The lower alcove, called Hobby 1, pokes out into the three-foot-wide space behind the glass front and is a reading nook for Menten, an avid art historian. “When you read, there’s this intimate relationship with the book,” says architect Bassam El Okeily, who designed the house. “Menten has enough light to see the sky and read, but people on the street can’t see him.” The upper opening, Hobby 2, is an extension off of Bienkens’s art studio. “Someone paints or creates art because they want to share it,” El Okeily says. “Her balcony is exposed so passersby can see her and her work.”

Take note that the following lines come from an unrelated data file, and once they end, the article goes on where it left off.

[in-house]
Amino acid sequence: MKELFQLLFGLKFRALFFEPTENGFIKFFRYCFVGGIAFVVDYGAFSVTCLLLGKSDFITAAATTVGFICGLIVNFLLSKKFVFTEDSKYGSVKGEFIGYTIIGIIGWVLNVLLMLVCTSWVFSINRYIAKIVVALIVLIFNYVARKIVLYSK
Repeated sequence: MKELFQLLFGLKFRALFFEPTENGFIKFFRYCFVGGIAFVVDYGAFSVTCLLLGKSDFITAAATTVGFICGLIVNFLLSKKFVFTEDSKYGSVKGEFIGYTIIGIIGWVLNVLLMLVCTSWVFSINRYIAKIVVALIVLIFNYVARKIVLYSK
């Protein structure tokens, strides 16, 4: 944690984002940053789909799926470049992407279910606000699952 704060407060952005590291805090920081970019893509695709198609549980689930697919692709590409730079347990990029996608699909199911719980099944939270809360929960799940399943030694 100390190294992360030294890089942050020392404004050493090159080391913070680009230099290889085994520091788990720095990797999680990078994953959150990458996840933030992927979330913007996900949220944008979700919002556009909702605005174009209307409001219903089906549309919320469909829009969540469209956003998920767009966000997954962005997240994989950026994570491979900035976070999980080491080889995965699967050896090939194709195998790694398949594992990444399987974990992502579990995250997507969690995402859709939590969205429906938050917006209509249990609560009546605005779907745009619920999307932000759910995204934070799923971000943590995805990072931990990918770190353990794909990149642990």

Despite the strict segregation of individual areas behind the street facade, the remainder of the 2,500-square-foot house consists of shared spaces where the couple enjoy their meals and evenings. And even while they’re at “work,” the balconies are close enough and offset at just the right angle for them to wave hello to each other throughout the day.
When not writing, Miyoko Ohtake can be found cooking, training for her next marathon, and enjoying all that the City by the Bay and the great outdoors have to offer.